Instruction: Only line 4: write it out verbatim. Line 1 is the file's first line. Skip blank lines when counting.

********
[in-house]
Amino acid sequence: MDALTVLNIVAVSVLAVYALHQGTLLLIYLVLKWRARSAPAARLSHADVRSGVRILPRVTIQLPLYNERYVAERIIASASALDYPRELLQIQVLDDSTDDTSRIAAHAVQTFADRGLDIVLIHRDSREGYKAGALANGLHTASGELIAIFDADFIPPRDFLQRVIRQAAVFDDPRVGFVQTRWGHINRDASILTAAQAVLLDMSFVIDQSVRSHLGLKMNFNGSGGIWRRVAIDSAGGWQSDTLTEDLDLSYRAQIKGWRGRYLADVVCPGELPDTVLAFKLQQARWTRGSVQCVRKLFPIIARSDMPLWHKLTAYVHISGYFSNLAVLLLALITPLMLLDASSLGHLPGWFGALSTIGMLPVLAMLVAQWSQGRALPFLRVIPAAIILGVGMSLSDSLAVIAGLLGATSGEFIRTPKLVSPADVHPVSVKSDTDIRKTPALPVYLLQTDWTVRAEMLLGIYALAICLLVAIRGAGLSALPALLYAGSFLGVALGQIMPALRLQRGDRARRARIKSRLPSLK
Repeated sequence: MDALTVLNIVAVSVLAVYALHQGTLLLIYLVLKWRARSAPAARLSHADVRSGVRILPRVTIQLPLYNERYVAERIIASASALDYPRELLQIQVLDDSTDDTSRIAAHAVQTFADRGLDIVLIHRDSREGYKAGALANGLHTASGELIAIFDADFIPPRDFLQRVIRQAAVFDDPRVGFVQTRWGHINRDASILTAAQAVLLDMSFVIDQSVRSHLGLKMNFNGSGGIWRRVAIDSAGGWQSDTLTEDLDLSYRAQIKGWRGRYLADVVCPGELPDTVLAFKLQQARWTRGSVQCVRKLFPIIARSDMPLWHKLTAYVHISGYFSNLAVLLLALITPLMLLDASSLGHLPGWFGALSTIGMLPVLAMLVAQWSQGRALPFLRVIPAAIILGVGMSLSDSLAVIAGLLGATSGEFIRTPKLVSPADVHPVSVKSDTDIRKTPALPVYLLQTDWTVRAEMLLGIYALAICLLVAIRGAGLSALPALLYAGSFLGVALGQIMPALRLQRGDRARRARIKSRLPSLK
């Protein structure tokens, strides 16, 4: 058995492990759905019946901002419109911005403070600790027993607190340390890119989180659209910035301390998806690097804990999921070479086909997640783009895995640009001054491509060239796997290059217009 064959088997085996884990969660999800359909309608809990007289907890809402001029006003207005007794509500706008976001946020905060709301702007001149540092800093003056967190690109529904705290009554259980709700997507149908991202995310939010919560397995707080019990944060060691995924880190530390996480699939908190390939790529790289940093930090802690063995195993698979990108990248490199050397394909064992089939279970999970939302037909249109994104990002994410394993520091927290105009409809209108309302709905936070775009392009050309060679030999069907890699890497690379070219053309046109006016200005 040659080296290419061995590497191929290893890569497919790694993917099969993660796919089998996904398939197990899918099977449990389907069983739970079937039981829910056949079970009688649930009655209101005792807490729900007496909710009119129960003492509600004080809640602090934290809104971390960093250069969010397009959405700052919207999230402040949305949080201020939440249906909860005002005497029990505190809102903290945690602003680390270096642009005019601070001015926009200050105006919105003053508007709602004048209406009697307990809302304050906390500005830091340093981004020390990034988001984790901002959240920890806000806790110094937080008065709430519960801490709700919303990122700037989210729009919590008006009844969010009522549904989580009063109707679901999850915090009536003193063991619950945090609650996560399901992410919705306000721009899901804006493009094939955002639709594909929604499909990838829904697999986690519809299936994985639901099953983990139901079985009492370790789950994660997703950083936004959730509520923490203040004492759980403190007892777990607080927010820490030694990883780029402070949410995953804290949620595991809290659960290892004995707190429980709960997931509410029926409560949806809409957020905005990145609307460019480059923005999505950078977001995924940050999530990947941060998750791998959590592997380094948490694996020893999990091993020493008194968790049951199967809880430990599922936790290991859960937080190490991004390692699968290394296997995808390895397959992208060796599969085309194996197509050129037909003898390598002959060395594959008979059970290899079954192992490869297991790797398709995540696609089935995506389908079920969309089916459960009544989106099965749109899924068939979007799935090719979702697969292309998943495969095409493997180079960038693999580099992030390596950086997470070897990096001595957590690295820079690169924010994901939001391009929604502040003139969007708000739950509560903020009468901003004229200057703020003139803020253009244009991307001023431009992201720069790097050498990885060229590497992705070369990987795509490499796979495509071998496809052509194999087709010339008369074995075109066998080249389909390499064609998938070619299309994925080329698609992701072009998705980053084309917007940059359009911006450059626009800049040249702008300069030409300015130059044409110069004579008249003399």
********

């Protein structure tokens, strides 16, 4: 058995492990759905019946901002419109911005403070600790027993607190340390890119989180659209910035301390998806690097804990999921070479086909997640783009895995640009001054491509060239796997290059217009 064959088997085996884990969660999800359909309608809990007289907890809402001029006003207005007794509500706008976001946020905060709301702007001149540092800093003056967190690109529904705290009554259980709700997507149908991202995310939010919560397995707080019990944060060691995924880190530390996480699939908190390939790529790289940093930090802690063995195993698979990108990248490199050397394909064992089939279970999970939302037909249109994104990002994410394993520091927290105009409809209108309302709905936070775009392009050309060679030999069907890699890497690379070219053309046109006016200005 040659080296290419061995590497191929290893890569497919790694993917099969993660796919089998996904398939197990899918099977449990389907069983739970079937039981829910056949079970009688649930009655209101005792807490729900007496909710009119129960003492509600004080809640602090934290809104971390960093250069969010397009959405700052919207999230402040949305949080201020939440249906909860005002005497029990505190809102903290945690602003680390270096642009005019601070001015926009200050105006919105003053508007709602004048209406009697307990809302304050906390500005830091340093981004020390990034988001984790901002959240920890806000806790110094937080008065709430519960801490709700919303990122700037989210729009919590008006009844969010009522549904989580009063109707679901999850915090009536003193063991619950945090609650996560399901992410919705306000721009899901804006493009094939955002639709594909929604499909990838829904697999986690519809299936994985639901099953983990139901079985009492370790789950994660997703950083936004959730509520923490203040004492759980403190007892777990607080927010820490030694990883780029402070949410995953804290949620595991809290659960290892004995707190429980709960997931509410029926409560949806809409957020905005990145609307460019480059923005999505950078977001995924940050999530990947941060998750791998959590592997380094948490694996020893999990091993020493008194968790049951199967809880430990599922936790290991859960937080190490991004390692699968290394296997995808390895397959992208060796599969085309194996197509050129037909003898390598002959060395594959008979059970290899079954192992490869297991790797398709995540696609089935995506389908079920969309089916459960009544989106099965749109899924068939979007799935090719979702697969292309998943495969095409493997180079960038693999580099992030390596950086997470070897990096001595957590690295820079690169924010994901939001391009929604502040003139969007708000739950509560903020009468901003004229200057703020003139803020253009244009991307001023431009992201720069790097050498990885060229590497992705070369990987795509490499796979495509071998496809052509194999087709010339008369074995075109066998080249389909390499064609998938070619299309994925080329698609992701072009998705980053084309917007940059359009911006450059626009800049040249702008300069030409300015130059044409110069004579008249003399």